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Transitioning from “One Arctic” to “Exploring Common Solutions”

May 25, 2017


Amy Delo

Representatives from the Arctic Council Working Groups and Task Forces share some of the highlights from their departments during the US Chairmanship.
Representatives from the Arctic Council Working Groups and Task Forces share some of the highlights from their departments during the US Chairmanship. From left to right: Drue Pearce (at podium), Moderator from University of Alaska Fairbanks; Reidar Hindrum, Chair of Conservations of Arctic Flora and Fauna Working Group; Martin Forsius, Chair of Arctic Monitoring and Assessment Program Working Group; Roberta Burns, Chair of the Sustainable Development Working Group; Renée Sauvé, Chair of Protection of the Arctic Marine Environment Working Group; Amy Merten, Chair of Emergency Preparedness, Prevention and Response Working Group; Marcus Carson, Arctic Resilience Report Task Force; Joel Clement, Arctic Resilience Action Framewor; Evan Bloom, Co-Chair of Scientific Cooperation Task Force; Ulrik Westman, Chair of Arctic Contaminants Action Program
Feature Series

Arctic Foreign Policy Field Experience

International Policy Institute Fellows in the field

On May 11th, 2017 in Fairbanks, Alaska, delegates from the Arctic Council met for their biennial Ministerial Meeting, where they discussed the work of the past two years and transitioned the Chairmanship of the organization from the United States to Finland.

The Arctic Council is an international governance organization provides a forum for interested actors to discuss issues of pertinence to the Arctic. It is made up of eight Member States, six Permanent Participants, and 39 Observers, including non-Arctic states, international governance organizations, and non-governmental organizations. Chairmanship of the Arctic Council is on a two-year cycle that rotates between each of the Member States and has a stated theme or focus for the biennium. The United States has presided over the Arctic Council since 2015 under the theme of “One Arctic,” and on May 11, 2017 power was handed over to Finland to lead the Council’s next term.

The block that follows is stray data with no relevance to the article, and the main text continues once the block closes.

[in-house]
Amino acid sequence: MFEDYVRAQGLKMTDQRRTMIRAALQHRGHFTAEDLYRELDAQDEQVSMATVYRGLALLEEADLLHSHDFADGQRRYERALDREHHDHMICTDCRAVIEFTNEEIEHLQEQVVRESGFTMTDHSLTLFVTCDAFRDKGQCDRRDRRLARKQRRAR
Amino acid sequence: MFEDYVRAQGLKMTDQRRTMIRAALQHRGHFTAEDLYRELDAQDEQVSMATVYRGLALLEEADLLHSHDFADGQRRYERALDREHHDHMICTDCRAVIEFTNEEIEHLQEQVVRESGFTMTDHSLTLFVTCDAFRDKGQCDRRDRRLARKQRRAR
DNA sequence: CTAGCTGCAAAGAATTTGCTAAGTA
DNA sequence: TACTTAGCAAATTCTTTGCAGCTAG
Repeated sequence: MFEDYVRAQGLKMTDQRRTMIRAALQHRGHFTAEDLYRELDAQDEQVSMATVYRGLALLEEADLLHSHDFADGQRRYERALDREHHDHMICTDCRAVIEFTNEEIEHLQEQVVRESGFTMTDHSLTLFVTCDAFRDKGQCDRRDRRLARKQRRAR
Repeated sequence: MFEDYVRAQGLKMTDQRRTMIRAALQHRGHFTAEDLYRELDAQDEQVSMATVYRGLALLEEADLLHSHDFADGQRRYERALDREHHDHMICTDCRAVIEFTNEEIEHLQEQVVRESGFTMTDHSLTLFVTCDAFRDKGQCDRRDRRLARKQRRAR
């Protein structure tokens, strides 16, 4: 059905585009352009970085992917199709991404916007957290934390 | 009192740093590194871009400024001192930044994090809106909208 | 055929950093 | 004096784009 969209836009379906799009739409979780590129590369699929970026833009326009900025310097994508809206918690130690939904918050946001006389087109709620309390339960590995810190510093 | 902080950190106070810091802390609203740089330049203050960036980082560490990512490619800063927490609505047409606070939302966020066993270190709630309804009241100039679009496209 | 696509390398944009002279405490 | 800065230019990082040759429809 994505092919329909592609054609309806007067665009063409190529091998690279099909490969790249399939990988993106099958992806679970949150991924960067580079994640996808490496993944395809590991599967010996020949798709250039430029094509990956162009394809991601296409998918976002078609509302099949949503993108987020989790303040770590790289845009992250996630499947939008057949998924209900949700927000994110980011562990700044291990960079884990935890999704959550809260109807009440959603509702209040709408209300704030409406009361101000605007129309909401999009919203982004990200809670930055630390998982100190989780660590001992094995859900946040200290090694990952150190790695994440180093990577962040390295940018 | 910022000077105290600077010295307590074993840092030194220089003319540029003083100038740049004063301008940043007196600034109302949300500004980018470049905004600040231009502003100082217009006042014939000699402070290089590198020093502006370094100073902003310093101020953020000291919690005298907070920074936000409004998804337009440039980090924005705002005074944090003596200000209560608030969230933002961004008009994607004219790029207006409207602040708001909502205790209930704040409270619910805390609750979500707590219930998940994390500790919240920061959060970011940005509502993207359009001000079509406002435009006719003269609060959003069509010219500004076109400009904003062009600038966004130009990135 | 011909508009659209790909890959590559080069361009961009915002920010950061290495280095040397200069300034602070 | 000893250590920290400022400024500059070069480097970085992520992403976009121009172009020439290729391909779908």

U.S. Secretary of State Rex Tillerson headed the U.S. delegation and acted as the Chairman of the Ministerial Meeting. To begin the meeting, he reiterated the United States’ commitment to “advancing the welfare and living conditions of those who call the Arctic home; recognizing that each country has a strategic interest in being part of the Arctic’s future; and making sure that we continue to be vigilant in protecting the fragile environment” before wishing Finland well during their tenure as chair.